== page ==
Sperm Bank Lets Women Order A Sperm Donor With New App

It's like Tinder, for sperm donors.

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A sperm donation company has launched a new app which lets women choose the father of their child.

So, forget swiping for your next Tinder date, now you can swipe right for a lot more.

London Sperm Bank Donors has created the app which allows users to track down potential fathers by picking their desired characteristics, The Times reports. For a £950 payment, donors can register to be listed on the app before users are able to filter by eye and hair colour, as well as education, occupation and personality. And if this careful selection process doesn't produce the perfect match? The user can create a "wish list" alert, which will tell them when their dream donor is available.

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An example of this might be a lawyer, who has "a strong character" and is "articulate and deep thinking," or a jeweller who "feels passionately about the environment and loves spending time exploring on his bike and connecting with the natural world."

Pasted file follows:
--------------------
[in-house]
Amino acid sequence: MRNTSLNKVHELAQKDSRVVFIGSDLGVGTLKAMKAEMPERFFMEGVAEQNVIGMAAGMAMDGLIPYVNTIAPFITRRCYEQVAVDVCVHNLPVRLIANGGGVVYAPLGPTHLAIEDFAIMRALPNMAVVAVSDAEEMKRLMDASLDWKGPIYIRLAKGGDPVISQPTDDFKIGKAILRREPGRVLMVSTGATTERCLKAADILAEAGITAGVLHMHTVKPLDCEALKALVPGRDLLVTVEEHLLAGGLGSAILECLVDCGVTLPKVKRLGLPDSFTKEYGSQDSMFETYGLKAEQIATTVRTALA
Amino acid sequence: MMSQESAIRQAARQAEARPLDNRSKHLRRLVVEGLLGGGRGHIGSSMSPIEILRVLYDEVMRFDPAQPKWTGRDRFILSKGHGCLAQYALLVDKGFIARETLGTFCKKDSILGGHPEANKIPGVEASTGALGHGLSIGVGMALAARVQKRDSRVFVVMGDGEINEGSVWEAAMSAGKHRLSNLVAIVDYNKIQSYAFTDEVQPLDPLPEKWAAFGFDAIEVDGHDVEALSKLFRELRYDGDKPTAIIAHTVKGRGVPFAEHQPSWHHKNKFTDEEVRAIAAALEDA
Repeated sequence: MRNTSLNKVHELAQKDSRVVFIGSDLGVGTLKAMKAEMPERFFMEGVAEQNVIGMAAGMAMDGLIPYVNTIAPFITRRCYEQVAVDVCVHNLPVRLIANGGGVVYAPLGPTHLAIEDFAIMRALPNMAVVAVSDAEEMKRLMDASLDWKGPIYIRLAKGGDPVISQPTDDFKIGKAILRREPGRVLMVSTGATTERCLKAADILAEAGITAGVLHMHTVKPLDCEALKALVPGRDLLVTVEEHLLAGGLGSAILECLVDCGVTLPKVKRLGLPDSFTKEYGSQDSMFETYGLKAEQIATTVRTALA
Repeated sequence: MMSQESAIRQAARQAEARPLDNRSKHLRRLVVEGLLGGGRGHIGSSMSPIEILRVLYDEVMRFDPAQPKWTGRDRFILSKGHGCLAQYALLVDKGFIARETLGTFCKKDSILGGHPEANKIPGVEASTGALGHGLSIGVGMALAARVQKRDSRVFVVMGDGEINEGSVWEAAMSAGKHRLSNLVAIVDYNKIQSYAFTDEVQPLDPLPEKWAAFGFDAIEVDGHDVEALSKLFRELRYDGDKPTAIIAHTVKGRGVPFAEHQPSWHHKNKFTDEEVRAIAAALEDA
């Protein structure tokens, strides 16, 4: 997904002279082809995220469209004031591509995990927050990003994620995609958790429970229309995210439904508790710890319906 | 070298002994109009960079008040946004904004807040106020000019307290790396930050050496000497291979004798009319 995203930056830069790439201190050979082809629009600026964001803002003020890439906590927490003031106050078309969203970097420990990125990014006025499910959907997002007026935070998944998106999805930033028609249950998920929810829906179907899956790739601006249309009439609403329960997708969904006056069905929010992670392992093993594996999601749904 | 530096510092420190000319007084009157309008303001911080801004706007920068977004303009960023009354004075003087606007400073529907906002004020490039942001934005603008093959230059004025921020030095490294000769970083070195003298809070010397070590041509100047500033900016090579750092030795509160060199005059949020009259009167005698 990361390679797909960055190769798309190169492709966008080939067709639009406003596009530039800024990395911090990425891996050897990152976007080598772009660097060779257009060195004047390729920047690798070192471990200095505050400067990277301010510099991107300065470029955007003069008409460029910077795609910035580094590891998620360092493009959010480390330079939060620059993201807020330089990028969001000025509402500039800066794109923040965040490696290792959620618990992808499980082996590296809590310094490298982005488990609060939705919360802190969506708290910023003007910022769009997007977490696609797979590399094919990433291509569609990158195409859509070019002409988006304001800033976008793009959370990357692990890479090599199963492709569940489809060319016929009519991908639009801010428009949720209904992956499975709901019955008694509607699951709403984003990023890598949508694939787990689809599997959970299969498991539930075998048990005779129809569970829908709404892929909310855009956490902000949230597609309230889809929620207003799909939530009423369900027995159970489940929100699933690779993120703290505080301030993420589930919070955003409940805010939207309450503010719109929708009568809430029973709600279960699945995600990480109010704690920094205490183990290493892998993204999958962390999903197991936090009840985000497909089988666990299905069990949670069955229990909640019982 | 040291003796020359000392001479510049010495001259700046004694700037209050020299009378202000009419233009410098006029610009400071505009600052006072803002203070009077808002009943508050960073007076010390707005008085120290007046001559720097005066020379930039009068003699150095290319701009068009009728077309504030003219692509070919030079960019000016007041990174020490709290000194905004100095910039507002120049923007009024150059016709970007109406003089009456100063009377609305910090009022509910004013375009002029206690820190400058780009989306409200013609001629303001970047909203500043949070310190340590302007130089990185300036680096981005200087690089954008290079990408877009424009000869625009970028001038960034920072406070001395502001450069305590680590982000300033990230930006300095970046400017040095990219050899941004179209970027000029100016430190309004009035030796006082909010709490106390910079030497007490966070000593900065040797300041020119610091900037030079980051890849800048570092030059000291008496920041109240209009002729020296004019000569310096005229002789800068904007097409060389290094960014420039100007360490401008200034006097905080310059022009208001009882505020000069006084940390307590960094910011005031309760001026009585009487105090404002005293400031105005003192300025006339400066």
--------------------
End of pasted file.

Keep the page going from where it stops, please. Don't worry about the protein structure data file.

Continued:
The donor descriptions read like a profile you might find on a dating site, but this is all part of the sperm bank's aim to promote the app as a regular online service.

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"You make all the transactions online, like you do anything else these days," Dr Kamal Ahuja, scientific director of the London Sperm Bank, told The Times. "This allows a woman who wants to get a sperm donor to gain control in the privacy of her own home and to choose and decide in her own time. We think this is the first of its kind in the world."

Of course, the app, which has been approved by the Human Fertilisation and Embryology Authority, hasn't come without some controversy. Josephine Quintavalle, from campaign group Comment on Reproductive Ethics, has shared her concerns.

"How much further can we go in the trivialisation of parenthood?" she asked. "This is reproduction via the mobile phone. It's digital dads. Choose Daddy. This is the ultimate denigration of fatherhood."

Criticism of the app hasn't stopped it from arriving in Britain's IVF clinics, though, as it may offer a solution to a popular problem. Around half of both private and NHS institutions are said to have already registered to use the service.

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